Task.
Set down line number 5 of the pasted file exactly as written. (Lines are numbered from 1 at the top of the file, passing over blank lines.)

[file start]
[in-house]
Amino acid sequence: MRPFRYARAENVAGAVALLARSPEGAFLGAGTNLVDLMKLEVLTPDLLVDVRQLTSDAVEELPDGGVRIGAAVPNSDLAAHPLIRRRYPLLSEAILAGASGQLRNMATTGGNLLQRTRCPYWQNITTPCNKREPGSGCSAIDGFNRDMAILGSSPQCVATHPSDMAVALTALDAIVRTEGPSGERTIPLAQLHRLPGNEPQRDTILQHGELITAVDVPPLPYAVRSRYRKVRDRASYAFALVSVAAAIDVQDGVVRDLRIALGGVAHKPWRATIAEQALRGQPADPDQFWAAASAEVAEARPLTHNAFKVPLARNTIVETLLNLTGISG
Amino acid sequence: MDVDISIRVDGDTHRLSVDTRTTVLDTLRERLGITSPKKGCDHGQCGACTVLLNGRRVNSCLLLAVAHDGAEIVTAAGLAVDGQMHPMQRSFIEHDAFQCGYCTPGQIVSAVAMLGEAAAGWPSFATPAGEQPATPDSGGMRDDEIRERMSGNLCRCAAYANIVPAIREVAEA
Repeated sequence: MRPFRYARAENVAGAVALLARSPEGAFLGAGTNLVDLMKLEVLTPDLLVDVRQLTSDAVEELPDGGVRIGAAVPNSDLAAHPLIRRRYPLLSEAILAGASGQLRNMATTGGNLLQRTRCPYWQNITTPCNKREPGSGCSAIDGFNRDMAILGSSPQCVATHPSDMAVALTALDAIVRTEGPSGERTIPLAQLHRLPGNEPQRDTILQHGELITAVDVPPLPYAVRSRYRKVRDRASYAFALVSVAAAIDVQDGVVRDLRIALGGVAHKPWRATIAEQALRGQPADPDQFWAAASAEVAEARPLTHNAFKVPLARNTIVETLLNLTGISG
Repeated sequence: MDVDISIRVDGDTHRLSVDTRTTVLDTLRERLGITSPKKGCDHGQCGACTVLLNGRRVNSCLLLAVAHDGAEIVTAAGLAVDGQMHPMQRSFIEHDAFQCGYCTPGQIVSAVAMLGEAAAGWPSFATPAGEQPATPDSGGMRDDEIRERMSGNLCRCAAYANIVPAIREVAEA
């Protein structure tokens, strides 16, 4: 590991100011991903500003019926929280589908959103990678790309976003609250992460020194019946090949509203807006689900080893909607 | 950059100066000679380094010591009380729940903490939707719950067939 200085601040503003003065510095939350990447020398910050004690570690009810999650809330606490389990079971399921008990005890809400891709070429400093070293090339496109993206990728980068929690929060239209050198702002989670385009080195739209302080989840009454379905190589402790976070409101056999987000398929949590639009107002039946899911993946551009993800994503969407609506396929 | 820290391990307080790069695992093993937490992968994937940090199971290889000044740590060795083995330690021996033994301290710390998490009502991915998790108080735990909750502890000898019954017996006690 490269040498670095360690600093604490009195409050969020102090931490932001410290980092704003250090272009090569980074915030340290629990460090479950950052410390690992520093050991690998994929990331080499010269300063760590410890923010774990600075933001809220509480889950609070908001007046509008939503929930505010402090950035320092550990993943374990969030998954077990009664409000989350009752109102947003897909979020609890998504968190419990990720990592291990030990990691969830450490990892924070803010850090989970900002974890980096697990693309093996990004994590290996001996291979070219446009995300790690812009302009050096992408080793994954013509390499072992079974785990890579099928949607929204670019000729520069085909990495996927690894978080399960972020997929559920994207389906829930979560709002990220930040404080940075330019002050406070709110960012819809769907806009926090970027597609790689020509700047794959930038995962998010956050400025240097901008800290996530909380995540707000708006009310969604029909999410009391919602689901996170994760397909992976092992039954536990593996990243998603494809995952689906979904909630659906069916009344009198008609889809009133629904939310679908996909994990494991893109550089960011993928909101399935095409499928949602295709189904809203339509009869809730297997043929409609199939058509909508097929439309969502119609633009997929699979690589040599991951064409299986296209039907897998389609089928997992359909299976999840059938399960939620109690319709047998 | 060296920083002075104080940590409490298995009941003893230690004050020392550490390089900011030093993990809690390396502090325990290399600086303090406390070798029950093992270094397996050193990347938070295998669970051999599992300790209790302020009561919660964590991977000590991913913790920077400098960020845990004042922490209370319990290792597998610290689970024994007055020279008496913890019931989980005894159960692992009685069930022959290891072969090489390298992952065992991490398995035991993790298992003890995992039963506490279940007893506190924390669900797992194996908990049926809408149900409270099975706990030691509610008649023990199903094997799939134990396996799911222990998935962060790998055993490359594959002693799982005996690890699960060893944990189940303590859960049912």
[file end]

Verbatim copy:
Repeated sequence: MDVDISIRVDGDTHRLSVDTRTTVLDTLRERLGITSPKKGCDHGQCGACTVLLNGRRVNSCLLLAVAHDGAEIVTAAGLAVDGQMHPMQRSFIEHDAFQCGYCTPGQIVSAVAMLGEAAAGWPSFATPAGEQPATPDSGGMRDDEIRERMSGNLCRCAAYANIVPAIREVAEA